Book Ruling Cuts Options for Google
By CLAIRE CAIN MILLER
Published: March 23, 2011
SAN FRANCISCO — Now that a judge has curtailed Google’s ambitions to create a giant digital bookstore and library, the company is left with few appealing options.
Google and groups representing publishers and authors were assessing their options Wednesday, trying to figure out whether they would remain allies or become enemies again.
The two sides seemed unlikely to agree on a new settlement. Their original settlement, which would have let Google scan and make available every book ever published, was rejected by a federal judge Tuesday, the latest twist in a seven-year legal process.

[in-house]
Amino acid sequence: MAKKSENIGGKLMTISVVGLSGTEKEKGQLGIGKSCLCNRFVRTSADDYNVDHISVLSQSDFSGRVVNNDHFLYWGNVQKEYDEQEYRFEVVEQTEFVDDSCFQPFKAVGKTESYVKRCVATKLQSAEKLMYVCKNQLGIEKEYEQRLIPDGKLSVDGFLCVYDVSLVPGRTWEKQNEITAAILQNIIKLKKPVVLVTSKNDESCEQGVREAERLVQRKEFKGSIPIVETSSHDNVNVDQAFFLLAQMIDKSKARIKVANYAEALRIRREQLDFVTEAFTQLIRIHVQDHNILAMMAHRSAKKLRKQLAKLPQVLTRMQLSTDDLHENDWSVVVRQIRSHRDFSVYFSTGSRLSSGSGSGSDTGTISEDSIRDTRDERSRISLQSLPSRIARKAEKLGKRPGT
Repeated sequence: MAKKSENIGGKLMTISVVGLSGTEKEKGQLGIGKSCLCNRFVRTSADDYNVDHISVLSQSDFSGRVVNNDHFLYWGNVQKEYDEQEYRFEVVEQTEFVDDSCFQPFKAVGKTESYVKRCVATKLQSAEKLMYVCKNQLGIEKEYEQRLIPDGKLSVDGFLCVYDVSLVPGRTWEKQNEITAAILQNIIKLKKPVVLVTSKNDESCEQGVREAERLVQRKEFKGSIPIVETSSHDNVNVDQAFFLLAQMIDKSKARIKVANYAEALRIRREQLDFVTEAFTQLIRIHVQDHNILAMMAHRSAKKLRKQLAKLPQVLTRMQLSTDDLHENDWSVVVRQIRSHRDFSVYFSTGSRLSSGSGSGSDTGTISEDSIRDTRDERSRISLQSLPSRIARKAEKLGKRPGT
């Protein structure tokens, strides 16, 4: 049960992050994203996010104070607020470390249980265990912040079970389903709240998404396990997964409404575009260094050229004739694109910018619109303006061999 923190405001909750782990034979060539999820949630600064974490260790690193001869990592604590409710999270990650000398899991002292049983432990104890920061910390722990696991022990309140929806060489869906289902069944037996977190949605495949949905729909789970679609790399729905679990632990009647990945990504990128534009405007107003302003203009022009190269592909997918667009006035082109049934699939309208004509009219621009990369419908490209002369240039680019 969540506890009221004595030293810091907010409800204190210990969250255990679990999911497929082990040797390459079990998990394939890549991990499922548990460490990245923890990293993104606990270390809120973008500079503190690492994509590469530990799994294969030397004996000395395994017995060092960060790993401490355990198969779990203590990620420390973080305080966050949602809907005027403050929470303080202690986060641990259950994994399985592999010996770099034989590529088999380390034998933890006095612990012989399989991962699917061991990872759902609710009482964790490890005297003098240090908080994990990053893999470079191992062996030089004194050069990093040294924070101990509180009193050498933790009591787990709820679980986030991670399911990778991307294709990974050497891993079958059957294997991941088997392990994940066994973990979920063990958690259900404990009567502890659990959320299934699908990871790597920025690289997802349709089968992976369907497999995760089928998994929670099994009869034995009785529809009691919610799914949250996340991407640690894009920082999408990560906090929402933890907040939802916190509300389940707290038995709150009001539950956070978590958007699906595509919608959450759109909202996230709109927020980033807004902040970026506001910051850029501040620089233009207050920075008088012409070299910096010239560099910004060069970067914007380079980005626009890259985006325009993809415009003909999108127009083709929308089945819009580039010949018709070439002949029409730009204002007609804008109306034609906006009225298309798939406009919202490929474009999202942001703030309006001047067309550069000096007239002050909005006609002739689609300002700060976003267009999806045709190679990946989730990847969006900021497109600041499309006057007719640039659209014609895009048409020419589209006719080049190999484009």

Instead, Google may take the battle from the courtroom to Congress, to promote a law that would make orphan works — books that are still under copyright but whose author or copyright owner can’t be found — widely available.
“The publishers have said, ‘We want to settle,’ but Google’s motivation to settle is quite a bit lower,” said Pamela Samuelson, an expert in digital copyright law at the University of California, Berkeley, who has opposed the settlement. Still, she said, Google, which has already scanned 15 million books, is unlikely to give up. “The next thing to do is think about going to Congress and getting legislation that would make particularly orphan works available to the public,” she said.